MILLINOCKET, Maine — The Millinocket Marathon and Half-Marathon got off to a rather anonymous start back in 2015, according to the only runner to compete in all five editions of the event.
“We were just a random flash mob of about 50 people who showed up in town and ran a marathon,” said Sarah Mulcahy of Fort Kent, who on Saturday won her fourth women’s marathon title in five years.
“Nobody knew what we were doing, we just kind of ran around and we all had direction cards because we didn’t know where we were going.”
Mulcahy was one of just six runners to finish the inaugural 26.2-mile jaunt on the outskirts of Baxter State Park that begins in the heart of the former milltown and takes runners out the historic Golden Road straight into the imposing presence of Katahdin.
How times have changed with this race, created by Cranberry Island entrepreneur and distance runner Gary Allen to help the Magic City cope with the economic downturn caused by the closure of the Great Northern Paper Co. mill.
More than 2,300 runners pre-registered for this year’s races, and while not everyone finished, the 1,459 participants who completed one of the races were greeted at the finish line along Penobscot Avenue with a party-like atmosphere full of music and other merriment.
“I think if you had told me five years ago that you’d ever see this many people up here in this little town in northern Maine for a marathon in December, you could have called me crazy and I’d have believed you,” Allen said during a break in his race director’s duties. “This is awesome.”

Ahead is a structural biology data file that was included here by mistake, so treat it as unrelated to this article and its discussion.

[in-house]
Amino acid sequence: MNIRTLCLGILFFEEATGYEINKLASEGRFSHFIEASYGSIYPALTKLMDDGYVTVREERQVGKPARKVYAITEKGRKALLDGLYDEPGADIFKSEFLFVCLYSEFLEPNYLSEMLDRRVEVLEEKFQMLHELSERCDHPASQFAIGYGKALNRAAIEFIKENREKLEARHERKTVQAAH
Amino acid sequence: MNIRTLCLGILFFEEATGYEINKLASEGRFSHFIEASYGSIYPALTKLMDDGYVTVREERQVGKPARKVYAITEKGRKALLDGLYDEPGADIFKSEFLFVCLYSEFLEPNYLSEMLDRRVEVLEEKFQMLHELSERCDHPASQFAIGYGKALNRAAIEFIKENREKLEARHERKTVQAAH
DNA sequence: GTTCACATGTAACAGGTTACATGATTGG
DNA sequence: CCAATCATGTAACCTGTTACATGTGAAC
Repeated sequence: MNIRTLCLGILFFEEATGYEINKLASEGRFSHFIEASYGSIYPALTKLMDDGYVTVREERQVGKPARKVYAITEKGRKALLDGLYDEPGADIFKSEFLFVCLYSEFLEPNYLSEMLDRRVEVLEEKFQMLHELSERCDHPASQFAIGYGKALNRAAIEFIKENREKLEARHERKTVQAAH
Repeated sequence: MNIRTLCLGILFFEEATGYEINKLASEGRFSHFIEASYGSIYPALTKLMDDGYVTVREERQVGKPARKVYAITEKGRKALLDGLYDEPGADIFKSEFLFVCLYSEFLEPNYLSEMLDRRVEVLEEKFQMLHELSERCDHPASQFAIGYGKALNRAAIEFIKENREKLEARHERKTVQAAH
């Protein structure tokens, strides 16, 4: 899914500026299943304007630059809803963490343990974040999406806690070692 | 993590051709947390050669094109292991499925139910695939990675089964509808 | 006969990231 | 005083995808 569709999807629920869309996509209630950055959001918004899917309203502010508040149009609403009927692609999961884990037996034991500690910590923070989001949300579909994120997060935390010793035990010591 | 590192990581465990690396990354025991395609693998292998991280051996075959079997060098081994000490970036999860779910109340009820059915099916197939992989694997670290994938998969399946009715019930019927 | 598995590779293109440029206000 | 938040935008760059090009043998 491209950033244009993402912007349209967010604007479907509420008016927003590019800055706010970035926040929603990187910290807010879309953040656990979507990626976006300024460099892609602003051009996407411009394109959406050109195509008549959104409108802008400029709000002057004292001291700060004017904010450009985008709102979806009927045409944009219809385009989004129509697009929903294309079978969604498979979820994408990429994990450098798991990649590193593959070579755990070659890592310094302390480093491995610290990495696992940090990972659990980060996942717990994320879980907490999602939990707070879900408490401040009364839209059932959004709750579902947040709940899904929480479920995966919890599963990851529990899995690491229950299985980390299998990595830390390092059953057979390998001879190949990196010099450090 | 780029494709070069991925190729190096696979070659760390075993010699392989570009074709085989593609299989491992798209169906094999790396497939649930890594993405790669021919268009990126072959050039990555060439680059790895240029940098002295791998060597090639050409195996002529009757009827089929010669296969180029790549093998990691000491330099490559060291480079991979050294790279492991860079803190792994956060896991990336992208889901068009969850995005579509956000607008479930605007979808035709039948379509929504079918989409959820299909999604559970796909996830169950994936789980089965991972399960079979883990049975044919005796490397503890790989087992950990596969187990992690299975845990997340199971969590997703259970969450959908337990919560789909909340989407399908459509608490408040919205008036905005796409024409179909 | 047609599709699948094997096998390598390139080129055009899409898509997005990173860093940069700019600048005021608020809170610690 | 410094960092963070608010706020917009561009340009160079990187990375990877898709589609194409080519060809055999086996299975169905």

Marathon men’s champion Andrew Schroeder — who finished in 2 hours, 53 minutes, 25 seconds — came from Madison, Wisconsin, to race in his wife Angela’s hometown. He was captivated by the energy throughout the community.
“We really enjoyed being in town and walking around and going in all of the shops and having a bite to eat at the Appalachian Trail Cafe and looking at all the names [of the Appalachian Trail thru-hikers] they’ve got written on the ceiling and just dreaming about enjoying the wilderness and being outside,” he said.
Much has changed in Millinocket since the marathon began. The region continues to rebound from the demise of its paper mill with an emerging economy based on outdoor recreation, including the opening of the nearby Katahdin Woods and Waters National Monument.
The races fit into the scope of that rebirth as runners register to run free of charge in the hope they will spend money in the community’s shops, restaurants and motels.
By all accounts, that tradeoff is working.
The Woods & Waters Shop located on the Millinocket’s main street usually has one cash register open at this time of year. But as runners were out on the road Saturday their friends, families and other race supporters filled the store — partly to warm up on a 20-degree Fahrenheit day but also to shop in such eager numbers that three cash registers were pressed into duty.
“We have a little slow period between the end of fall and Thanksgiving until snowmobile season comes,” said Susan Mathias, a local artist who also works at the shop. “Last Saturday, we had a few stragglers coming in and out, and then the marathon comes around, and ‘boom,’ we’ve got tons of people in here.
“There’s tons of excitement in the air and people are running around everywhere, going to restaurants and shops. The businesses were full of people, and it’s a blast,” Mathias said.
Local organizations also have broadened the scope of the event far beyond just an athletic competition.
Mulcahy is appreciative of how the region has warmed up to the chilly races.